A blue pigment found to be a high-performance ammonia adsorbent
Akira Takahashi (Researcher) and institutional collaborators have discovered that the blue pigment Prussian blue has a higher adsorption capacity than common ammonia adsorbents, and controlled the structure of Prussian blue to synthesize Prussian blue analogues with higher ammonia adsorption capacity.
Prussian blue is a pigment used since early times. In the present study, the researchers found that Prussian blue adsorbs more ammonia than common adsorbents such as zeolite and activated carbon. In analogues with the metal ions included in Prussian blue replaced by other metal ions and more defects, the amount of absorbed ammonia increased. Furthermore, while common ammonia adsorbents have low adsorption capacity for low concentration ammonia, Prussian blue was able to adsorb low concentration ammonia in the air at "odorless levels." It was also confirmed that the Prussian blue analogues can release ammonia once adsorbed, making them reusable.
This technology is expected to be used as an ammonia odor countermeasure in care homes, a technology for suppression of PM 2.5 generation, and a technology to remove ammonia in hydrogen fuel.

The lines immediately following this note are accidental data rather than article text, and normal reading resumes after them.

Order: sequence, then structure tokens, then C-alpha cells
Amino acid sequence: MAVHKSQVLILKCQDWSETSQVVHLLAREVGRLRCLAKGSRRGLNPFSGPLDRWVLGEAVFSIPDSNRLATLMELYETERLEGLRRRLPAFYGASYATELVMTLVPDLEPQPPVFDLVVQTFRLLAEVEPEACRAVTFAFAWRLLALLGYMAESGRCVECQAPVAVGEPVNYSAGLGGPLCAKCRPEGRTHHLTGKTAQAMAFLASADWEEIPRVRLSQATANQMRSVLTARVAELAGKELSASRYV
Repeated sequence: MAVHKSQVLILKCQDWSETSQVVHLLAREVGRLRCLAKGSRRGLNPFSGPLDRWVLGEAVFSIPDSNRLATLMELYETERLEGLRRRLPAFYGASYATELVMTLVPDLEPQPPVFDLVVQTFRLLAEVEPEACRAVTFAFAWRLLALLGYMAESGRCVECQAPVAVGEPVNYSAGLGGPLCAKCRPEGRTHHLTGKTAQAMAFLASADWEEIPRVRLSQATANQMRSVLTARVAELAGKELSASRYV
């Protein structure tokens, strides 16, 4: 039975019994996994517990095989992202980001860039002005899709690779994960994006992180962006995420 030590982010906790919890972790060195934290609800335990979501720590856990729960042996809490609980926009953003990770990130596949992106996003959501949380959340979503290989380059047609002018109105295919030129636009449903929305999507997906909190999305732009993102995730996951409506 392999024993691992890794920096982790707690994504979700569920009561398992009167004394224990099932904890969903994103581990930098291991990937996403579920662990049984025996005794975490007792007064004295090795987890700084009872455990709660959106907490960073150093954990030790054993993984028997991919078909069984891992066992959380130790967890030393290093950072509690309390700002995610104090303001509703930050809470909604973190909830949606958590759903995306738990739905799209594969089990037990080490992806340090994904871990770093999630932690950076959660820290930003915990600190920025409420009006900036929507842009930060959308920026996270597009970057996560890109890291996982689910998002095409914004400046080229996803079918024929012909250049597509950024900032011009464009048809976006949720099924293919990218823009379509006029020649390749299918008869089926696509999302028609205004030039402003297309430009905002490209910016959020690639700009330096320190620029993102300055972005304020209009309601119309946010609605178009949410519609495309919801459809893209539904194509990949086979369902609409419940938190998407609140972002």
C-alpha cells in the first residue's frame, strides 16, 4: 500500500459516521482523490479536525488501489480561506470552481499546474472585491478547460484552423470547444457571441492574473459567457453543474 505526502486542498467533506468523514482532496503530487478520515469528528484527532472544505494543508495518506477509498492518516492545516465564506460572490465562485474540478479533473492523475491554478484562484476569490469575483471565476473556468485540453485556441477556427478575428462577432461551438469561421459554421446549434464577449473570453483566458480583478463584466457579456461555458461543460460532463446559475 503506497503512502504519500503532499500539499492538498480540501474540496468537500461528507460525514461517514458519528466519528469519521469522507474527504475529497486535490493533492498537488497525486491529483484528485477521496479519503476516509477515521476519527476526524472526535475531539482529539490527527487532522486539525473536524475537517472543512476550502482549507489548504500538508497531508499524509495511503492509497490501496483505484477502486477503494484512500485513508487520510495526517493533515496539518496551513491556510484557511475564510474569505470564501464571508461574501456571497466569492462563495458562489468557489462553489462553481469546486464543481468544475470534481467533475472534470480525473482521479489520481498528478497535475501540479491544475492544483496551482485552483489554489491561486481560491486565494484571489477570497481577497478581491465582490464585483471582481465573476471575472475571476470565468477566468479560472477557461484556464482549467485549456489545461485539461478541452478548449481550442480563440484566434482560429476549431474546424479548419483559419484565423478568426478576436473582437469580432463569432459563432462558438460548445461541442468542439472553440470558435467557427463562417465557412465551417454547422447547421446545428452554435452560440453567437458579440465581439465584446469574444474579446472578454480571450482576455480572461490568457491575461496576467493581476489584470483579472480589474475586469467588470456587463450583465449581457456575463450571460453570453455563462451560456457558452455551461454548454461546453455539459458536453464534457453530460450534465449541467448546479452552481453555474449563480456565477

Details of this technology will be published in an American chemistry journal, Journal of the American Chemical Society.
Ammonia is the most produced chemical substance in the world, with its primary uses as a raw material for chemical products such as fertilizers and fibers. Yet, ammonia is also a malodorous substance, and urine, for example, decomposes to ammonia and causes malodor. Also, ammonia in the atmosphere is a causative substance of the fine particulate matter PM 2.5, believed to mainly originate from ammonia dissipating from agriculture and the livestock industry. Therefore, a technology to remove dilute ammonia contained in the atmosphere is required. In addition, if ammonia is contained in hydrogen supplied to a fuel cell, it has an adverse effect on power generation capacity of the fuel cell, so international standards on hydrogen for fuel cell vehicles require ammonia concentration of less than 0.1 ppm. Particularly in Japan, the government is advancing the development of technology to make hydrogen from ammonia, so a technology to remove ammonia from hydrogen fuel is crucial.
Currently, activated carbon, zeolite, and ion-exchange resins are used as common ammonia adsorbents. However, these adsorbents have issues such as difficulty in reuse, low adsorption capacity for low concentration ammonia, and high prices. So, there has been demand for low-price and reusable ammonia adsorbents that demonstrate high adsorption capacity even for low concentration ammonia.